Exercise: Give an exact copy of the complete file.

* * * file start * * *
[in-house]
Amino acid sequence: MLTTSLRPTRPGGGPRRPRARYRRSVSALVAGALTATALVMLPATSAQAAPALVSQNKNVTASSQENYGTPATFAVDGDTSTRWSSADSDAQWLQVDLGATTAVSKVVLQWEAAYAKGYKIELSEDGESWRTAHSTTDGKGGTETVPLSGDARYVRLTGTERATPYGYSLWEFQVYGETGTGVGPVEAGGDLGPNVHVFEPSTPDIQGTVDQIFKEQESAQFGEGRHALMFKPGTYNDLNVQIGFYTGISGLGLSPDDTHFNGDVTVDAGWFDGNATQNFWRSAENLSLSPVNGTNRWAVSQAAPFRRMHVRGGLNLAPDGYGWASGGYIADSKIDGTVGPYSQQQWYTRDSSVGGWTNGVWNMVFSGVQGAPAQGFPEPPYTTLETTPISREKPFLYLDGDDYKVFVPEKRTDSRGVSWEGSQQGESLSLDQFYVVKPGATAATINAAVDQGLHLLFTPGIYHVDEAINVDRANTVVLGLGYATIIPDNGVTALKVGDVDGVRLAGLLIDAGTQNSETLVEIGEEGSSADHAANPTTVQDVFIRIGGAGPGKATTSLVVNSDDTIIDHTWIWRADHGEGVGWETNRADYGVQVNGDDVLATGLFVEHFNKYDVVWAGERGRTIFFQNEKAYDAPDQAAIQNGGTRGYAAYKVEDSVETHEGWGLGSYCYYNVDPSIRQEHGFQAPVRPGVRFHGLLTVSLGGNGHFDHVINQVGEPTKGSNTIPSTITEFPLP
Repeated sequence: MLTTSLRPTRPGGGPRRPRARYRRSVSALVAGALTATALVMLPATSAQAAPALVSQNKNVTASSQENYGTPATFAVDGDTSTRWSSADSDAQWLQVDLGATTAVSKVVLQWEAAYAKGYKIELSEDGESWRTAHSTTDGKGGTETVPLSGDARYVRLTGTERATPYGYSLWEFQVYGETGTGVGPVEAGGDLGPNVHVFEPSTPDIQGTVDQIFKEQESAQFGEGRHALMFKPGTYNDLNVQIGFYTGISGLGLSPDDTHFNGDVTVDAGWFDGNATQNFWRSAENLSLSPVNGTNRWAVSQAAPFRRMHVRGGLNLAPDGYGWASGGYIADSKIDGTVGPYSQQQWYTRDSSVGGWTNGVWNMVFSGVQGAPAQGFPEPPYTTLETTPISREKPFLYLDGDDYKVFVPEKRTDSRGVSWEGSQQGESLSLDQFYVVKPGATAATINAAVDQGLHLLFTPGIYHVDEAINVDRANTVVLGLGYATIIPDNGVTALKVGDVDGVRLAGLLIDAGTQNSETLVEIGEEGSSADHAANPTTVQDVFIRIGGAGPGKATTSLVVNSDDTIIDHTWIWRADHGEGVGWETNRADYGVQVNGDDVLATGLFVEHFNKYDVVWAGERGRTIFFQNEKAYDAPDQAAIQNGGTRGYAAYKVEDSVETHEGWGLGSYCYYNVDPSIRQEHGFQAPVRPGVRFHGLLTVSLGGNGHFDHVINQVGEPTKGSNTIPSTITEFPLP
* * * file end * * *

[in-house]
Amino acid sequence: MLTTSLRPTRPGGGPRRPRARYRRSVSALVAGALTATALVMLPATSAQAAPALVSQNKNVTASSQENYGTPATFAVDGDTSTRWSSADSDAQWLQVDLGATTAVSKVVLQWEAAYAKGYKIELSEDGESWRTAHSTTDGKGGTETVPLSGDARYVRLTGTERATPYGYSLWEFQVYGETGTGVGPVEAGGDLGPNVHVFEPSTPDIQGTVDQIFKEQESAQFGEGRHALMFKPGTYNDLNVQIGFYTGISGLGLSPDDTHFNGDVTVDAGWFDGNATQNFWRSAENLSLSPVNGTNRWAVSQAAPFRRMHVRGGLNLAPDGYGWASGGYIADSKIDGTVGPYSQQQWYTRDSSVGGWTNGVWNMVFSGVQGAPAQGFPEPPYTTLETTPISREKPFLYLDGDDYKVFVPEKRTDSRGVSWEGSQQGESLSLDQFYVVKPGATAATINAAVDQGLHLLFTPGIYHVDEAINVDRANTVVLGLGYATIIPDNGVTALKVGDVDGVRLAGLLIDAGTQNSETLVEIGEEGSSADHAANPTTVQDVFIRIGGAGPGKATTSLVVNSDDTIIDHTWIWRADHGEGVGWETNRADYGVQVNGDDVLATGLFVEHFNKYDVVWAGERGRTIFFQNEKAYDAPDQAAIQNGGTRGYAAYKVEDSVETHEGWGLGSYCYYNVDPSIRQEHGFQAPVRPGVRFHGLLTVSLGGNGHFDHVINQVGEPTKGSNTIPSTITEFPLP
Repeated sequence: MLTTSLRPTRPGGGPRRPRARYRRSVSALVAGALTATALVMLPATSAQAAPALVSQNKNVTASSQENYGTPATFAVDGDTSTRWSSADSDAQWLQVDLGATTAVSKVVLQWEAAYAKGYKIELSEDGESWRTAHSTTDGKGGTETVPLSGDARYVRLTGTERATPYGYSLWEFQVYGETGTGVGPVEAGGDLGPNVHVFEPSTPDIQGTVDQIFKEQESAQFGEGRHALMFKPGTYNDLNVQIGFYTGISGLGLSPDDTHFNGDVTVDAGWFDGNATQNFWRSAENLSLSPVNGTNRWAVSQAAPFRRMHVRGGLNLAPDGYGWASGGYIADSKIDGTVGPYSQQQWYTRDSSVGGWTNGVWNMVFSGVQGAPAQGFPEPPYTTLETTPISREKPFLYLDGDDYKVFVPEKRTDSRGVSWEGSQQGESLSLDQFYVVKPGATAATINAAVDQGLHLLFTPGIYHVDEAINVDRANTVVLGLGYATIIPDNGVTALKVGDVDGVRLAGLLIDAGTQNSETLVEIGEEGSSADHAANPTTVQDVFIRIGGAGPGKATTSLVVNSDDTIIDHTWIWRADHGEGVGWETNRADYGVQVNGDDVLATGLFVEHFNKYDVVWAGERGRTIFFQNEKAYDAPDQAAIQNGGTRGYAAYKVEDSVETHEGWGLGSYCYYNVDPSIRQEHGFQAPVRPGVRFHGLLTVSLGGNGHFDHVINQVGEPTKGSNTIPSTITEFPLP